By: Rose Burrell
Planning your garden is one of the most exciting times of the year. There are endless options and endless combinations of fruits, veggies and herbs. Considering how plants complement one another while growing is a holistic, efficient way to plan your garden. Companion planting has plenty of benefits for gardeners and plants alike: from saving space to warding-off insects. If you’d like to try this strategy when planting your garden this year, here are some simple tips from the University of Minnesota’s Extension.
Tip 1: Plant early season and later maturing plants together
If you are working with a small space or if you want to utilize your garden to its full potential, companion planting can be a great way to conserve space. This can be accomplished by growing early, short-season plants in the same bed as plants that mature later in the season.
1. First, plant your early season veggies (lettuce or spinach, for example).
2. As those crops are maturing, plant your later maturing plants (tomatoes).
3. When the early season plants are ready for harvest, the canopy of the later maturing ones will just be filling out.
4. Now, as you enjoy your first harvest, you have a whole other harvest ahead of you.
Not only is this process efficient by creating two harvests out of the one bed, it also helps build the soil and suppress weeds by keeping live roots in the soil and the soil surface consistently shaded.
Tip 2: Build your soil more by having plants with varying kinds of roots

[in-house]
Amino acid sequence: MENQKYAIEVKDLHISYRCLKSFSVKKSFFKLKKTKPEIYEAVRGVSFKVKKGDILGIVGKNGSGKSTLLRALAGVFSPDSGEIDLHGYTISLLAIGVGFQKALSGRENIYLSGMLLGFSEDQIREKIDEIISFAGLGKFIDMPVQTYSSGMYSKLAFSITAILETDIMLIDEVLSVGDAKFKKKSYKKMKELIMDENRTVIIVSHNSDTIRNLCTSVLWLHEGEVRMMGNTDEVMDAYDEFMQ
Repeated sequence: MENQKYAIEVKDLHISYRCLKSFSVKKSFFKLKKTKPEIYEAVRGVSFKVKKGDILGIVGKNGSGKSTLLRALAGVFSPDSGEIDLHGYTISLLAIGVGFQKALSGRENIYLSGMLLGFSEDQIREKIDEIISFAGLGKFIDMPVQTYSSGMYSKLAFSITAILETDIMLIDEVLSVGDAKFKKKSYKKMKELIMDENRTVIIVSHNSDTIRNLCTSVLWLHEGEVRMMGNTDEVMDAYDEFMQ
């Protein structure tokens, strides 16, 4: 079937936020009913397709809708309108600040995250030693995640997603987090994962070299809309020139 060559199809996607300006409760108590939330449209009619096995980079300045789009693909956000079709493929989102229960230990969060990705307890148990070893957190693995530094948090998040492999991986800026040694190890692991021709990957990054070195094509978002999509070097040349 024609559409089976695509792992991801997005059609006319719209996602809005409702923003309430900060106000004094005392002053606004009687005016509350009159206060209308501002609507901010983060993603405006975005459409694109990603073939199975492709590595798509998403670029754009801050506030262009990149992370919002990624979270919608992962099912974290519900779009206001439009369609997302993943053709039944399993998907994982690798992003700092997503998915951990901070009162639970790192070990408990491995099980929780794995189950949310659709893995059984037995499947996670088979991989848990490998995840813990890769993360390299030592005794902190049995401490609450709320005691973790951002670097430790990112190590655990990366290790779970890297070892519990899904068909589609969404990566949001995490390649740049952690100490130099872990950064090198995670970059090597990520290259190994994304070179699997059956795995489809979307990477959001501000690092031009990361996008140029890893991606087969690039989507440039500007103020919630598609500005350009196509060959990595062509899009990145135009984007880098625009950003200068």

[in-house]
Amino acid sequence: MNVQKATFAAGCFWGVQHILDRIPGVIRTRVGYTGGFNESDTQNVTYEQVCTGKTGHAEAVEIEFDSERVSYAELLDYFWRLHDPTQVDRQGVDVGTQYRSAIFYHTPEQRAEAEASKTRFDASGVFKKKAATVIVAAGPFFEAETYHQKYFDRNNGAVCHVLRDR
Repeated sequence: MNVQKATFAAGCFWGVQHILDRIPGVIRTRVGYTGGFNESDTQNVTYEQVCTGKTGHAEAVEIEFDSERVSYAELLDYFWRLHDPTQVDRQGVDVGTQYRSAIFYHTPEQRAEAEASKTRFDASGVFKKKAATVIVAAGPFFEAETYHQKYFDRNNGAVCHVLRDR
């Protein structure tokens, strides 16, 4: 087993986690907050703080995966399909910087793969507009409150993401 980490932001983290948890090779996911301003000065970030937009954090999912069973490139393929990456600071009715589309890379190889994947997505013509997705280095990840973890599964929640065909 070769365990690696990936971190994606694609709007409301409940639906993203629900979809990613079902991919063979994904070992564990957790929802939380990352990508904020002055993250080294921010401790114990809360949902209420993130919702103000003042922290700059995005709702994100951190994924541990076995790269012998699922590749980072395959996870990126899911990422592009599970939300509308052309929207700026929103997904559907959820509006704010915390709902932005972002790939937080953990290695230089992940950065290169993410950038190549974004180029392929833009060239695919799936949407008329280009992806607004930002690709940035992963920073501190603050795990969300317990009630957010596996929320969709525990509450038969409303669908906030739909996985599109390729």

Though any live roots in the ground will be beneficial, different plants have different kinds of roots that can benefit the soil and other plants in different ways.
- Those with taproots or tubers, like carrots, can break up compacted soils and help with aeration.
- Plants with deep root systems, like melons or tomatoes, can pull nutrients and water from deeper soils.
- Legumes, like peas or clover, have special root nodules that allow for the fixation of nitrogen which can reduce the need for extra fertilizing.
Tip 3: Instead of buying trellises, grow them
Some plants can physically support each other, reducing the need for stakes or trellises. The most famous example of this is the indigenous model of the 3 sisters; corn, squash, and beans. The tall corn stalk acts as a trellis for the bean vines to climb. In addition:
- The beans act as a visual deterrent for squash insect pests.
- Beans, as legumes, provide helpful nitrogen to the soil.
- The squash can deter sweet corn loving animals, like raccoons.
The 3 sisters is one of the most popular examples of companion planting because of these balancing benefits as well as the balanced nutrition they provide.
Tip 4: Plant a variety of edible plants and flowers together
Planting a variety of plants, including flowers, can help you manage insect pests in your garden.
- Some insects use visual clues like leaf shape or color to find their plant of choice. If you grow a lot of the same plant in the same bed, its easy for these pests to find them. Having a variety of plants with different heights, colors, and textures in the same bed makes this more difficult for pests to locate.
- Cultivating variety creates habitat and food for different predator insects and parasitoids, which eat or lay eggs in other insects. So, attracting them and supporting their populations means they’ll be around to take care of those pests for you.
Companion planting provides many benefits to you as a gardener and to your plants as they work hard growing food for you. These starting guidelines can help you try it out and experience them for yourself. Happy Gardening!
The views and opinions expressed in guest author articles are those of the author(s) and do not reflect the views or opinions of the Minnesota Grown Program or the Minnesota Department of Agriculture.